One of the key costumes in this show is based on a dress Beck was photographed in several times. I will be exaggerating the details in order to have them work on stage.
Quick changes are almost unique to stage work. Plays are sometimes written to bear in mind the need to change costumes very fast, but not always. So fastenings and entrance/exit points are essential and a costumier needs to know about these things before embarking on a make. Quick changes need rehearsing also - one show I did at dress rehearsal a change took 5 minutes, when there was only 30 seconds. Three run throughs however and we had it "down pat". In this show I am using a couple of unconcealed conversions to change costume - where the actor themselves makes a change to the costume, usually off to the side but within plain view of the audience. This is a tricky theatrical device and one that you need to stick to throughout, but it can be very powerful. Changing from a prisoner to a nurse who hates her job and feels like she is trapped in it, for example.
Carrying on from changeability. You make a costume, you go to rehearsal and find that a character is rehearsing pulling a plot essential handkerchief out of a pocket that you didn't know the costume needed to have, therefore doesn't. The character is thrown to the ground and wrestled with, and they're to wear a vintage dress you've borrowed and promised to return in the same condition. Noone thinks to tell the wardrobe unless you've made it clear, keep asking, and go to rehearsals. Costumes need to perform :)
Costumes help enormously to help the audience understand who is on the up, on the down, how they see themselves in relation to other characters, and vice versa. Colour is often used, and texture and drape. Stiff costumes for suppressed characters, that kind of thing. Easier to play in this space when staging a period piece than modern dress, as there is more costume to play with and it is 'out of time' for the audience.
Zeffirelli's Romeo and Juliet, while a film, is an excellent example of using colour to establish relationship, and also, let's face it, to help the audience keep track of who is who! The Montagues in blue, the Capulets in red. Even in this shot, Romeo stands out among the reds as being 'not people like us'.

One of the tricky bits of this play is that the leading lady is a plain frump whose anger at 'her lot in life' has built up to a point where it fuels criminal behaviour. She is also poor. So, no fabulous vintage gear for her - her costumes need to fit badly. This is hard! I want the audience to get this about the character, not think I am a lousy costumier. It's not an issue most costumiers face, we all want to look gorgeous, don't we? So, I am probably going to make the clothes fit but use other ways to convey that they are not good quality, and this is helped by Bryony being such a wonderful actress; she doesn't need me to achieve this mood for her, only to not contradict it. Also in one scene we want her to look transcended and beautiful, as she sees herself, and so I need to maker her look worse the rest of the time, to heighten the contrast. Should be fun!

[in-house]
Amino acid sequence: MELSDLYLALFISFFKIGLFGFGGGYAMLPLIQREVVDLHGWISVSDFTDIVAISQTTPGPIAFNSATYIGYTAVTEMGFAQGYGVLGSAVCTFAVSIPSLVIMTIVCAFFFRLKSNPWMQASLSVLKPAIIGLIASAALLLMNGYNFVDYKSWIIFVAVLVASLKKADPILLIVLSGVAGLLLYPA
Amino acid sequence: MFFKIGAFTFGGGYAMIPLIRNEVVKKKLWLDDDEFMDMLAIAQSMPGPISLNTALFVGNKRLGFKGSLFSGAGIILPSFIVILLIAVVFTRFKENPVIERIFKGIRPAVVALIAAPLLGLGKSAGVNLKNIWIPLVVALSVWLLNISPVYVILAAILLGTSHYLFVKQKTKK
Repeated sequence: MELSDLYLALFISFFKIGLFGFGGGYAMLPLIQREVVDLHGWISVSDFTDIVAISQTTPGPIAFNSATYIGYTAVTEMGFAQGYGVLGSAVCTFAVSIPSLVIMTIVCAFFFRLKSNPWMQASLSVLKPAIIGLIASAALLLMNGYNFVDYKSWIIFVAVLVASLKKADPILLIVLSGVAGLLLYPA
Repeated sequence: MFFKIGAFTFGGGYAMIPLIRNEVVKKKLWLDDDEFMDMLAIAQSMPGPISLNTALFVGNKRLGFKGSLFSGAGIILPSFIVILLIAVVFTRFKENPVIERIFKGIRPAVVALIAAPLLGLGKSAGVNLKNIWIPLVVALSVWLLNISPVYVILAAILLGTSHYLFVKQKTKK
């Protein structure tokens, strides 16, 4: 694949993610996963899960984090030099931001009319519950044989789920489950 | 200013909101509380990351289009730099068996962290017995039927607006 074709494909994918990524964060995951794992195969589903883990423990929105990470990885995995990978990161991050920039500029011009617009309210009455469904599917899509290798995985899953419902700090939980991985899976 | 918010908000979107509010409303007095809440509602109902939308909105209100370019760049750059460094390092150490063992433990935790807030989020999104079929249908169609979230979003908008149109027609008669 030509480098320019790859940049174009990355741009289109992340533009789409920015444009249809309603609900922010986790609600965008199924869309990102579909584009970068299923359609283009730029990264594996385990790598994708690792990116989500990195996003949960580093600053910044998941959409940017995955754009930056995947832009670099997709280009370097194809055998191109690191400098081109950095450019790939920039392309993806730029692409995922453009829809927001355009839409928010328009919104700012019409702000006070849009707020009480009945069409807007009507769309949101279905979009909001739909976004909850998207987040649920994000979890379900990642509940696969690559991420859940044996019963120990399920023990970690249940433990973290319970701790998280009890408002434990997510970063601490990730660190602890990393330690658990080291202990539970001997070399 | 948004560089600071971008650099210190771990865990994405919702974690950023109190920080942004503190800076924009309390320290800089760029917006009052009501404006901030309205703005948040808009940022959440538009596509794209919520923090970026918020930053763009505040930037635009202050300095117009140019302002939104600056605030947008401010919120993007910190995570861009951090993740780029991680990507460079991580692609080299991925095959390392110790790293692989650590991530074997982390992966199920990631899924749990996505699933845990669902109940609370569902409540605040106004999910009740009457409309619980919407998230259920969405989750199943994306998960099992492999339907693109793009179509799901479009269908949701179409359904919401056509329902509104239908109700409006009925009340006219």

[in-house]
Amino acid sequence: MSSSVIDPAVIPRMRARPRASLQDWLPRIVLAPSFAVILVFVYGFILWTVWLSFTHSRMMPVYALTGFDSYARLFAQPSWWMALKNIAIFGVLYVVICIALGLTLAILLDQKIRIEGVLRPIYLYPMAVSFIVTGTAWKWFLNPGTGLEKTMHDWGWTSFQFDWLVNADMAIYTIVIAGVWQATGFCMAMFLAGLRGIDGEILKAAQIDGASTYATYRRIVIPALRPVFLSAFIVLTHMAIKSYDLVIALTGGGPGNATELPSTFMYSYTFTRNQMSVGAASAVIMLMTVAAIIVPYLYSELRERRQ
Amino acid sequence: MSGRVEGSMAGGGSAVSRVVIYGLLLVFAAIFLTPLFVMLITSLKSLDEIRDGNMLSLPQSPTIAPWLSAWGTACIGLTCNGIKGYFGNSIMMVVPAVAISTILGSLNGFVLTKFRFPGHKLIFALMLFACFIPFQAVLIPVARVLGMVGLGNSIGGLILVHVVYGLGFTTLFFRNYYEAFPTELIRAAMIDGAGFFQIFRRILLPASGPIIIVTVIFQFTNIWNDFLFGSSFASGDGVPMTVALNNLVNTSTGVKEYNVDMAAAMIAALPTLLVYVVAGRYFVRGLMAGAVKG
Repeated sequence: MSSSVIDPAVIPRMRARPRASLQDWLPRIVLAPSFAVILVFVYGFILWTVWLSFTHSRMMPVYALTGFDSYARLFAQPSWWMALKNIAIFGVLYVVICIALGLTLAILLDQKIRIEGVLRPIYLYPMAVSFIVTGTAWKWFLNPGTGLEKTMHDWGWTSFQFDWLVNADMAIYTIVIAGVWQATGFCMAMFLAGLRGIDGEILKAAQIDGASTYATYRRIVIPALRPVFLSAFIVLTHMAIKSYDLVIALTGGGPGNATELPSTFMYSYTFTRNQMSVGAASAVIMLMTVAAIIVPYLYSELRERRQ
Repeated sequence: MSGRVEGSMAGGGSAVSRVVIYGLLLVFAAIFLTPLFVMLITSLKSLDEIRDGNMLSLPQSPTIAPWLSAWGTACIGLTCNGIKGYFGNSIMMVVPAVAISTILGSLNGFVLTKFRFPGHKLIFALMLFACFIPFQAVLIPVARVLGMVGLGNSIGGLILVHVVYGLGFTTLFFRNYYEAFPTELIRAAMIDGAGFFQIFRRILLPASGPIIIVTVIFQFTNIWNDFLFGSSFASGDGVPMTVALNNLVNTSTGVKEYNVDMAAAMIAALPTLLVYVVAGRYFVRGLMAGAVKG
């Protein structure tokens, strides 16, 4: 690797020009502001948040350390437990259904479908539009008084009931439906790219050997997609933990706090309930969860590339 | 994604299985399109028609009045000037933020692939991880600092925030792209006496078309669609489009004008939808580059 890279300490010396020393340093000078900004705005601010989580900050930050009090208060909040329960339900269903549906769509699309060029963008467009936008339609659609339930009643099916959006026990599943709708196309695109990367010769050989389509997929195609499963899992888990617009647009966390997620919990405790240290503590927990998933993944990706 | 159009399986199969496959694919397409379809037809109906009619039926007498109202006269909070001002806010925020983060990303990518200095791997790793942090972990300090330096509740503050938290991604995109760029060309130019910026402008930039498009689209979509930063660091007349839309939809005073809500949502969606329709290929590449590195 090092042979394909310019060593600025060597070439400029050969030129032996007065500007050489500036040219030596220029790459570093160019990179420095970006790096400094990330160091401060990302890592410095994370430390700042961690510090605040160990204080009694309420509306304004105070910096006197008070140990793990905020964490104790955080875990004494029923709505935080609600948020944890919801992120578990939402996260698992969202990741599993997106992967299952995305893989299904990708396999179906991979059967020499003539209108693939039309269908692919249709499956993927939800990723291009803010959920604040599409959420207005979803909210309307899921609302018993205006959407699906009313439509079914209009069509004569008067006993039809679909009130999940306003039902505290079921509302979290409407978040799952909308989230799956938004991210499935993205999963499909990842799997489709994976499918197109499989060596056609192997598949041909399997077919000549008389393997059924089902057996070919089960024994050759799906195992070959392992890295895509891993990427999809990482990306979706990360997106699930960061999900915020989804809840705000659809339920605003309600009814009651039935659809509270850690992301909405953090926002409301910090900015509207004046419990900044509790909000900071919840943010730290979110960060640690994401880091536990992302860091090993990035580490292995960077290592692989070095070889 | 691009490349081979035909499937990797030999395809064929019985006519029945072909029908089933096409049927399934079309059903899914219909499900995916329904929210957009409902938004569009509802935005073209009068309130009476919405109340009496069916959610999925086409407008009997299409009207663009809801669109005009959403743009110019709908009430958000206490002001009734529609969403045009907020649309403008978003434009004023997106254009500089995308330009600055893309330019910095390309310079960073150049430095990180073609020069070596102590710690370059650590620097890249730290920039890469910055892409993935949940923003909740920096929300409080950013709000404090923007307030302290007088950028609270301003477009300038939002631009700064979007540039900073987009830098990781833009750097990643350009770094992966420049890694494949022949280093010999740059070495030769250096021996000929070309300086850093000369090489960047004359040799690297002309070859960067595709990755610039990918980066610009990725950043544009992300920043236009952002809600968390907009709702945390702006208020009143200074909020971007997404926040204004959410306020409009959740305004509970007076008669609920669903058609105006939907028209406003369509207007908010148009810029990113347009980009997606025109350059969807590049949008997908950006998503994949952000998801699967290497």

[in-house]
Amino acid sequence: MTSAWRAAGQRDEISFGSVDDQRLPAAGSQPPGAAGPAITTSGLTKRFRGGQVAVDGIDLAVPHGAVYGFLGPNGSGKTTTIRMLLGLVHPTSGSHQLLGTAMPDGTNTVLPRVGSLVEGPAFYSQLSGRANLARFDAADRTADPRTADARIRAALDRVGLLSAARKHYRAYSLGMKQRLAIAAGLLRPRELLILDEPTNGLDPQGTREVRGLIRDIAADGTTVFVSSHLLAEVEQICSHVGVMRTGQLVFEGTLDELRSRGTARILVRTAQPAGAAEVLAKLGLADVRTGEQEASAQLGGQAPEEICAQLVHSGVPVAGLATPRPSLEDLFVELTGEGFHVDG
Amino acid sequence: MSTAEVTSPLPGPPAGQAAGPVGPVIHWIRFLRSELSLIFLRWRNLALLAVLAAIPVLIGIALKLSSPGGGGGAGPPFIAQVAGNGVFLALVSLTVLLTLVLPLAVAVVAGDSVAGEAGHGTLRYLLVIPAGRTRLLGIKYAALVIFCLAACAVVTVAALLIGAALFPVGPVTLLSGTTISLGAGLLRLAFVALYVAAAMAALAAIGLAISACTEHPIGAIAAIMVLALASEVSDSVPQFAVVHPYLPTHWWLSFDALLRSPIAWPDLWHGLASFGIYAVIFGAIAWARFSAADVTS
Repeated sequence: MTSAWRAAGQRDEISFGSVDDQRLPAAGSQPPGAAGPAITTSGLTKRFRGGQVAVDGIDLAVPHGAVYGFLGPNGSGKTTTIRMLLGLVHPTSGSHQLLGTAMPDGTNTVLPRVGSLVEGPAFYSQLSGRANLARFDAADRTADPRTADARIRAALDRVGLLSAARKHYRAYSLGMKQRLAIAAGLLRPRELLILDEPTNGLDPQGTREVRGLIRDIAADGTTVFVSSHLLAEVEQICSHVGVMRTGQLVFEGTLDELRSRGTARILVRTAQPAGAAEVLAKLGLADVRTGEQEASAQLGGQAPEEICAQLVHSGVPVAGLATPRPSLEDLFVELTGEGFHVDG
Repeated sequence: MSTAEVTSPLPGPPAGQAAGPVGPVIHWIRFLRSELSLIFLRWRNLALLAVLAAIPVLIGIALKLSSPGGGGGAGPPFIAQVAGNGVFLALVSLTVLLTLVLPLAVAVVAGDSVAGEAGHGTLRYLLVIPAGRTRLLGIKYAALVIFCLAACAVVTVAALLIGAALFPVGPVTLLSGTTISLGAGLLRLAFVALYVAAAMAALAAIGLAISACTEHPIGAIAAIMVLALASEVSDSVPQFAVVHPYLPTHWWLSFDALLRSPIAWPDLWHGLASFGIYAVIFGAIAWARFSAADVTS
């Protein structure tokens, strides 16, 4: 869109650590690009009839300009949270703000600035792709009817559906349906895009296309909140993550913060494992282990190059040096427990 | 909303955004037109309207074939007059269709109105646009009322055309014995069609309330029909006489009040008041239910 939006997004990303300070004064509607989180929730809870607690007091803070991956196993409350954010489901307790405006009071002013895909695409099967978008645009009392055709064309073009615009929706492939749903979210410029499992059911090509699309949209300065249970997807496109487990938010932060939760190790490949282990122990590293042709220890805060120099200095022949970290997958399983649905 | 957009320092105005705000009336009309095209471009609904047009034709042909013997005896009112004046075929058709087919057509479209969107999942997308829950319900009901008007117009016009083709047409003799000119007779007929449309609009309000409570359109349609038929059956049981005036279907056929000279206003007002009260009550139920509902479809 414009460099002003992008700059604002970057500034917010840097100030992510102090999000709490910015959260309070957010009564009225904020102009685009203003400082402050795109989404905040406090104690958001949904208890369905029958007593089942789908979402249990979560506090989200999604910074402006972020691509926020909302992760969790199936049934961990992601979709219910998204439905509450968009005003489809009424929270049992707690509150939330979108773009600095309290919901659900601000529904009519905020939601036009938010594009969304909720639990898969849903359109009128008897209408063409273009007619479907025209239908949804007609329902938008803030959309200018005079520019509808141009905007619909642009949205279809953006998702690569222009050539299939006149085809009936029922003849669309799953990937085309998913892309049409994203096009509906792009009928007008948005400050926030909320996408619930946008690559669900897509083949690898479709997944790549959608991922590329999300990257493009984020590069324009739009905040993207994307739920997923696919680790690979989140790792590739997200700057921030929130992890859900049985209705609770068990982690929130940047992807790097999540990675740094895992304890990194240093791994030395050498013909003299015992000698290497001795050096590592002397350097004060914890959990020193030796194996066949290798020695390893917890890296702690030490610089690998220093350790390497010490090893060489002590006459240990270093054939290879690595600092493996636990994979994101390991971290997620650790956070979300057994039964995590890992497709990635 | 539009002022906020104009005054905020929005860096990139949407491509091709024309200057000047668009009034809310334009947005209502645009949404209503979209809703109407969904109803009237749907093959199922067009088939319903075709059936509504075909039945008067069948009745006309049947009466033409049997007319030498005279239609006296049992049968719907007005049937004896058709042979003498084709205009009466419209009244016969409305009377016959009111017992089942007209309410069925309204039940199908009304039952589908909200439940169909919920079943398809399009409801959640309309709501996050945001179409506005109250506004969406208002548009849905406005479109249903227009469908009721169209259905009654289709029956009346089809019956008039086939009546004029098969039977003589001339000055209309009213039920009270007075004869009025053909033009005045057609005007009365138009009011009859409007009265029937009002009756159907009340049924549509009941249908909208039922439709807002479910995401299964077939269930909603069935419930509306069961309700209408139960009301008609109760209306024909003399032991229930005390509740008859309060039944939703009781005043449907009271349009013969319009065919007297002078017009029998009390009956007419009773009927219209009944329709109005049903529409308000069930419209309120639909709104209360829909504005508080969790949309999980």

So in summary, theatre costuming is about doing shouty design things to help the audience catch nuances of mood, relationship and plot. They have little time to ingest a concept - with movies and TV we can watch a DVD over and over but live theatre is in the moment, so you have to grab people and take them on the journey with you. This is all achieved by a harmony of acting, moving, light, set, costumes and sound. Each one needs to work with the others. It is tremendous fun. Oh, and on a shoestring budget too!
More on this as it unfolds...

Saturday, December 3, 2011

More Apron Happiness!

Just spent a weekend on a quilting retreat, but the closest thing to quilting I did was make these little Christmas stockings, because they have a bit of batting in them:
Dupion silk and Christmas fabric offcuts, all kinds of pretty sparkly trims, brought together to make these cuties. They now have choccies in them and are all bagged up for market!
No childish giggling please about this photo! It is Lesley (female) making her very own stocking. The stocking bug spread around our table, and quite a few more went home than arrived!
And there was a hat and some bags in a bag, but the best fun I had (besides the wonderful company!) was making two Christmas "posh pinnies." I can't stop myself, so many aprons in my soul that need to be made real.  
My beautiful soul sister* Sandra modelling #1: olive green and dark red cotton with a red/green shot organza frill, contrast fabric top cadged from Lesley (who has the most amazing array of Christmas fabrics I've ever seen!!) and an organza rose corsage.
Sandra having a look at the bottom of apron #2. Red/gold cotton with a gorgeous sleigh motif border fabric, cadged from Sandra, with organza trim, and a holly corsage.
The corsages have brooch pins on the back so they can come off for laundering, although because of this clever touch on the one the Embroidenator made me a few years back, I lost it! But she lost the one off hers too so we are even.
They need a bit of work - sewing the red jewel buttons on properly, putting brooch backs on labels etc.
*Sandra and I are constantly discovering how much we have in common. Our stashes are about 60% the same with a strong red bias, and this weekend we both like rieslings and gewurtztraminers over sauv blanc. I am convinced she is really my (slightly) older sister who was swapped at birth and am going to have to speak firmly to the Embroidenator about this...